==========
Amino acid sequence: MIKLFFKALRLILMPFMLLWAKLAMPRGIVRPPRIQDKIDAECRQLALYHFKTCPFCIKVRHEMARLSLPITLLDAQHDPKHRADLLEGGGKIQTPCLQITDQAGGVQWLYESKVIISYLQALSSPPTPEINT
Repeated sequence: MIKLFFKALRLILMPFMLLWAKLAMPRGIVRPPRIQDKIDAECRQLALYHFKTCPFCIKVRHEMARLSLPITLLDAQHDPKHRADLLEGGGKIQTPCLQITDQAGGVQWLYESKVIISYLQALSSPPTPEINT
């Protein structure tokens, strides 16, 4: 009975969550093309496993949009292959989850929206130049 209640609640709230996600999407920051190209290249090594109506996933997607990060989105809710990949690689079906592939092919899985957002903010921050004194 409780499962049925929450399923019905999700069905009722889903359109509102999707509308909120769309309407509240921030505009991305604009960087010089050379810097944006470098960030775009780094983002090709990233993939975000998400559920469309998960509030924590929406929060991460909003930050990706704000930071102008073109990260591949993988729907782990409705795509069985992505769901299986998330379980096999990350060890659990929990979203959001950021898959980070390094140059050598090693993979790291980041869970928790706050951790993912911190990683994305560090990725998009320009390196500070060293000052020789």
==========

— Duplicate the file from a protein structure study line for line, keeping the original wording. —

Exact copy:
Amino acid sequence: MIKLFFKALRLILMPFMLLWAKLAMPRGIVRPPRIQDKIDAECRQLALYHFKTCPFCIKVRHEMARLSLPITLLDAQHDPKHRADLLEGGGKIQTPCLQITDQAGGVQWLYESKVIISYLQALSSPPTPEINT
Repeated sequence: MIKLFFKALRLILMPFMLLWAKLAMPRGIVRPPRIQDKIDAECRQLALYHFKTCPFCIKVRHEMARLSLPITLLDAQHDPKHRADLLEGGGKIQTPCLQITDQAGGVQWLYESKVIISYLQALSSPPTPEINT
């Protein structure tokens, strides 16, 4: 009975969550093309496993949009292959989850929206130049 209640609640709230996600999407920051190209290249090594109506996933997607990060989105809710990949690689079906592939092919899985957002903010921050004194 409780499962049925929450399923019905999700069905009722889903359109509102999707509308909120769309309407509240921030505009991305604009960087010089050379810097944006470098960030775009780094983002090709990233993939975000998400559920469309998960509030924590929406929060991460909003930050990706704000930071102008073109990260591949993988729907782990409705795509069985992505769901299986998330379980096999990350060890659990929990979203959001950021898959980070390094140059050598090693993979790291980041869970928790706050951790993912911190990683994305560090990725998009320009390196500070060293000052020789």